A year ago Joe Biden gathered and spoke at an event at the White House that was symbolic on two fronts. First, it was Independence Day, an important day for our country, but it was presented as a turning point for our nation as hundreds had gathered on the White House South Lawn in an event meant to celebrate Biden’s “victory” over COVID-19, which had been on the decline.
Biden clearly hoped it would be a defining moment of his presidency that would secure his legacy as the man whose leadership got us out of the pandemic.
“Just think back to where this nation was a year ago,” Biden said in his speech. “Think back to where you were a year ago. And think about how far we’ve come. From silent streets to crowded parade routes lined with people waving American flags; from empty stadiums and arenas to fans back to their seats cheering together again; from families pressing hands against a window to grandparents hugging their grandchildren once again. We’re back traveling again. We’re back seeing one another again.”
“Today, all across this nation, we can say with confidence: America is coming back together,” Biden declared. “Two hundred and forty-five years ago, we declared our independence from a distant king. Today, we’re closer than ever to declaring our independence from a deadly virus.”
Ultimately, the speech would become one of his biggest blunders. While he did acknowledge that the fight against COVID wasn’t over he nevertheless believed that we were in the final lap to victory. And it sure seemed like it; at the time of the speech, new cases were at their lowest levels since the earliest weeks of the pandemic. Biden was, without a doubt, celebrating our “independence from COVID-19.” In fact, it was the name of his speech: Celebrating Independence Day and Independence from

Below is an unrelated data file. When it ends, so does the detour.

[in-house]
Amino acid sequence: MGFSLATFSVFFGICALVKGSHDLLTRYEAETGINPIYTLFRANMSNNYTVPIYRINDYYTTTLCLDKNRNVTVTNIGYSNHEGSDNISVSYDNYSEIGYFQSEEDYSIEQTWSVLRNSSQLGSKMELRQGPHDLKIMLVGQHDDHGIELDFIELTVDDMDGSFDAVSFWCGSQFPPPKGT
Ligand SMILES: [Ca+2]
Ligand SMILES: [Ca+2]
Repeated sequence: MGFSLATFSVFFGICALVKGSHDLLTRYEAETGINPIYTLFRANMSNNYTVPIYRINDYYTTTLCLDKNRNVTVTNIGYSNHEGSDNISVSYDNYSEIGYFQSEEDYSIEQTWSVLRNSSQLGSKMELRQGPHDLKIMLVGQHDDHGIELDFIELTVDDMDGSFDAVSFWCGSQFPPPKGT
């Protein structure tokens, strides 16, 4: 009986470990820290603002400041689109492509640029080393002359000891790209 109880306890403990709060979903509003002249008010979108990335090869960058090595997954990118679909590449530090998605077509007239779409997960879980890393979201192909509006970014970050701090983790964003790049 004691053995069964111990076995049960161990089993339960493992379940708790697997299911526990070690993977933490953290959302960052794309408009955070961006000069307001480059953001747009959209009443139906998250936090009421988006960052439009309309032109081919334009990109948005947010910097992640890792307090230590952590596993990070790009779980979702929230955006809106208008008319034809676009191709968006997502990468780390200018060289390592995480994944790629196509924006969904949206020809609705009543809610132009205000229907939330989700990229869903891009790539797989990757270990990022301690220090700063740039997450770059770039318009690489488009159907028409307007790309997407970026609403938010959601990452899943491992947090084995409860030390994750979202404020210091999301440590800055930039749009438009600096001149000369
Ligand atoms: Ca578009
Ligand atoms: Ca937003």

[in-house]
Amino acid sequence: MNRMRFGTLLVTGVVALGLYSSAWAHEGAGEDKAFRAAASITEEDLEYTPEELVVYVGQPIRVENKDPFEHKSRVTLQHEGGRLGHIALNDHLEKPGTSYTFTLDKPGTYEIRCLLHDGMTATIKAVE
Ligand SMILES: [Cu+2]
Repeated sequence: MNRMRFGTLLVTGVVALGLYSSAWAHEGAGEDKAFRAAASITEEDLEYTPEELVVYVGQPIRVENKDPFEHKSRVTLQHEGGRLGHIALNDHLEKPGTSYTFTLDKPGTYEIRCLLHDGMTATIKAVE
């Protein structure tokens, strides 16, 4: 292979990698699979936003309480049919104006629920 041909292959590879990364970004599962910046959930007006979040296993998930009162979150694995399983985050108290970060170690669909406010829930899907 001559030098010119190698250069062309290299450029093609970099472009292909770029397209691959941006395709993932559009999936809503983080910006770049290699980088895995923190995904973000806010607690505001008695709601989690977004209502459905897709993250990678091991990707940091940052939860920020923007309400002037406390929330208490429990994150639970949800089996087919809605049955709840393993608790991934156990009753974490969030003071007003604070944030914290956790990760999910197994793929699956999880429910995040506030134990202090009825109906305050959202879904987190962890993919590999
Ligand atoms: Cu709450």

Biden’s speech is comparable to the May 1, 2003 speech from President George W. Bush on the USS Abraham Lincoln declaring the end of major combat operations in Iraq. What he actually said during the speech was quickly overshadowed by a banner that was hung above him reading “Mission Accomplished.” The banner was seen as a premature declaration of victory in Iraq because the conflict was far from over and military casualties and fatalities continued.
Similarly, after Biden delivered his speech, COVID cases and deaths would spike again, thanks to the delta and omicron varients. Five months after his speech declaring independence from COVID, the death toll from COVID on his watch surpassed the death toll under Trump—despite his inheriting two vaccines.
Biden knew he was in trouble, and quickly sought to absolve himself of responsibility. In December, he declared, “There is no federal solution [to COVID]. This gets solved at a state level.” Biden had previously demanded that governors “get out of the way” of federal efforts in the fight against COVID. “If these governors won’t help us beat the pandemic, I’ll use my power as president to get them out of the way,” Biden said in an obvious attempt to not merely shift responsibility for COVID to our nation’s governors, but also the blame.
In other words, five months after declaring independence from COVID, he essentially conceded defeat.
Biden ran for president promising to “shutdown the virus,” yet despite inheriting every advantage possible, including two vaccines already in use, and a third approved shortly after, the pandemic ultimately got worse on his watch. Things have gotten better, finally, but no thanks to anything he or his administration did. And if Biden thought that the end of the pandemic would save his legacy, he was wrong. His current poll numbers are the worst of his presidency.